I continued to work as leisurely as I could manage without getting directly reprimanded. Still, although I always made my boss aware of my medical status because of multiple doctors’ appointments, my decreased work activity was noted on my annual performance review (March 2014). I received a lower review rating and was told that they wanted to see me do “bigger things.” And to thank me for the work I had done, I receive an extra $80 on my paycheck, after taxes.

I pushed back because of the impact stress was having on my medical conditions. Now I was being told that I needed to do more if I wanted a better review and more money. This after eleven and a half years of putting Amazon first.

I knew that I had to make another change. I began looking at internal and external job postings. As I found a couple of internal positions that interested me, my department reorganized, meaning that I got a new boss who had a reputation of not playing well with others. And because of the reorg, it was abundantly clear than any progress I could have made with the department would never be a reality.

I began to panic. I knew I couldn’t stay, but didn’t know exactly where I would go. I applied for two different internal positions and crossed my fingers that I would be able to leave my team soon. I continued to hold onto any hope I had.

In the midst of team changes, dealing with a nefarious new boss and trying to find a new position, I had another “episode.” When meeting with my new boss, I started sweating a lot. I was used to sweating when my daily temperature spikes would break, but this was different. I was sweating so much that my top was damp. I even asked my boss if she thought it was hot in the office. I didn’t think much more of it than that. Until I got back to my desk.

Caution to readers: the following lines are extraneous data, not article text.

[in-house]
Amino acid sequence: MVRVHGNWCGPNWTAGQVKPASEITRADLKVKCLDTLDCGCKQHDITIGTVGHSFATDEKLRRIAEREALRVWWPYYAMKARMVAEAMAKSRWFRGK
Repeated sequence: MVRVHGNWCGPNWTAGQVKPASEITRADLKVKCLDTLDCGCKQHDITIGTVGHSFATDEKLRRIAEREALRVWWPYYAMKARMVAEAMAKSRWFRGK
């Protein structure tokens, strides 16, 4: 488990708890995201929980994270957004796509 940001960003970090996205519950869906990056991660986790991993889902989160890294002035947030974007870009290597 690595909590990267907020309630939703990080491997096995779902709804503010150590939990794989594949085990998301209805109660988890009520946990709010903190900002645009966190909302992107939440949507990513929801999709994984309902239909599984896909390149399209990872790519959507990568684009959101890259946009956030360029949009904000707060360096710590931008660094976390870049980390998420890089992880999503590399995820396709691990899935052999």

The next part of my day was on a conference call. As we were discussing training plans, I started tingling all over and feeling like I was going to lose consciousness. My vision started darkening, and I felt like I was hearing everything under water. I put my phone on mute and ate some granola and drank some water. The tingling stopped, but I had a tightness in my chest and a general weird feeling. After taking some deep breaths, I was able to walk across the street to the clinic. I told them I didn’t know what was happening, but I may need an ambulance. After noting my symptoms, the clinic called an ambulance to take me to an ER to rule out a heart attack.

The ER doctors were able to confirm that it wasn’t a heart attack. The only conclusion that they could come to at the time was that I had a severe panic attack, something which is also triggered by stress. I wasn’t completely convinced with this diagnosis because my blood sugar levels were high although I hadn’t eaten in hours except for a bit of granola. Because of this, my doctor tested me and confirmed that I am diabetic. My doctor didn’t rule out a panic attack, but the blood sugar issue did play a part in the episode.